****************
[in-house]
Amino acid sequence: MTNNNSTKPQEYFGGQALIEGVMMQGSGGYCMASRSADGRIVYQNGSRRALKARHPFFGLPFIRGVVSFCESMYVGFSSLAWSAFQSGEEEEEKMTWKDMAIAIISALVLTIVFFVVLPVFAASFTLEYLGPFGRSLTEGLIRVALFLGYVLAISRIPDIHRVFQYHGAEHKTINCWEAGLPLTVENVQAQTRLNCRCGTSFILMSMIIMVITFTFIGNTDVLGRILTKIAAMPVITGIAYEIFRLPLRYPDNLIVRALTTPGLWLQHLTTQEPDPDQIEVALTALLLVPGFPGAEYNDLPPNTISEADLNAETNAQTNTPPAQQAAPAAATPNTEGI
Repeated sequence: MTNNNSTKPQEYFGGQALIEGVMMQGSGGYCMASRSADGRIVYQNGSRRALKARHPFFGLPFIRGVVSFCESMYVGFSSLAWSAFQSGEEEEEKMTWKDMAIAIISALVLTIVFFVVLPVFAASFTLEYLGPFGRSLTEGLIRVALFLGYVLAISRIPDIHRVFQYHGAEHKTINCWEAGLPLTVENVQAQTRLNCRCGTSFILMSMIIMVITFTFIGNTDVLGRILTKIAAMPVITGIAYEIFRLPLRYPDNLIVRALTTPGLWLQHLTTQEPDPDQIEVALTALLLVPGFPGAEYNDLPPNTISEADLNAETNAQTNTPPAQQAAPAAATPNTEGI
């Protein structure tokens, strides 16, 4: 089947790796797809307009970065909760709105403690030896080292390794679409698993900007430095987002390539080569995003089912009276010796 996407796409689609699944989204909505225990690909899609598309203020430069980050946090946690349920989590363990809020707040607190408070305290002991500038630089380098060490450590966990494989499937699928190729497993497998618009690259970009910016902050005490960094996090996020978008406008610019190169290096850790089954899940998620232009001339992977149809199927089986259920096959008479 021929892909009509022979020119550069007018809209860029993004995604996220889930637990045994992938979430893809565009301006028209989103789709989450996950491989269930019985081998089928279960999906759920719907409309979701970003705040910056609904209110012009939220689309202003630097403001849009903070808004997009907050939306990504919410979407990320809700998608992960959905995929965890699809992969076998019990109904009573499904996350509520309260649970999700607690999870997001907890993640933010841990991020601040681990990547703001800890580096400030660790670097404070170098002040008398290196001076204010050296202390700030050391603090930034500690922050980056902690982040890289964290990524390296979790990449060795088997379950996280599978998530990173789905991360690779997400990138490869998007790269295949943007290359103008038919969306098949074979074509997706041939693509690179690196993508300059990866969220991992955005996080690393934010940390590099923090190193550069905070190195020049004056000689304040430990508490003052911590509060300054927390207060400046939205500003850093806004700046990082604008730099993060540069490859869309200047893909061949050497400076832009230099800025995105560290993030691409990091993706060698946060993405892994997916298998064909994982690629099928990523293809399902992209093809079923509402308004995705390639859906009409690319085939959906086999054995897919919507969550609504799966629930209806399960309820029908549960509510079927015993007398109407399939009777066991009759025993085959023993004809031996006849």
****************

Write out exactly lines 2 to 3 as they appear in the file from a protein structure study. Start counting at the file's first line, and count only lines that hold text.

Amino acid sequence: MTNNNSTKPQEYFGGQALIEGVMMQGSGGYCMASRSADGRIVYQNGSRRALKARHPFFGLPFIRGVVSFCESMYVGFSSLAWSAFQSGEEEEEKMTWKDMAIAIISALVLTIVFFVVLPVFAASFTLEYLGPFGRSLTEGLIRVALFLGYVLAISRIPDIHRVFQYHGAEHKTINCWEAGLPLTVENVQAQTRLNCRCGTSFILMSMIIMVITFTFIGNTDVLGRILTKIAAMPVITGIAYEIFRLPLRYPDNLIVRALTTPGLWLQHLTTQEPDPDQIEVALTALLLVPGFPGAEYNDLPPNTISEADLNAETNAQTNTPPAQQAAPAAATPNTEGI
Repeated sequence: MTNNNSTKPQEYFGGQALIEGVMMQGSGGYCMASRSADGRIVYQNGSRRALKARHPFFGLPFIRGVVSFCESMYVGFSSLAWSAFQSGEEEEEKMTWKDMAIAIISALVLTIVFFVVLPVFAASFTLEYLGPFGRSLTEGLIRVALFLGYVLAISRIPDIHRVFQYHGAEHKTINCWEAGLPLTVENVQAQTRLNCRCGTSFILMSMIIMVITFTFIGNTDVLGRILTKIAAMPVITGIAYEIFRLPLRYPDNLIVRALTTPGLWLQHLTTQEPDPDQIEVALTALLLVPGFPGAEYNDLPPNTISEADLNAETNAQTNTPPAQQAAPAAATPNTEGI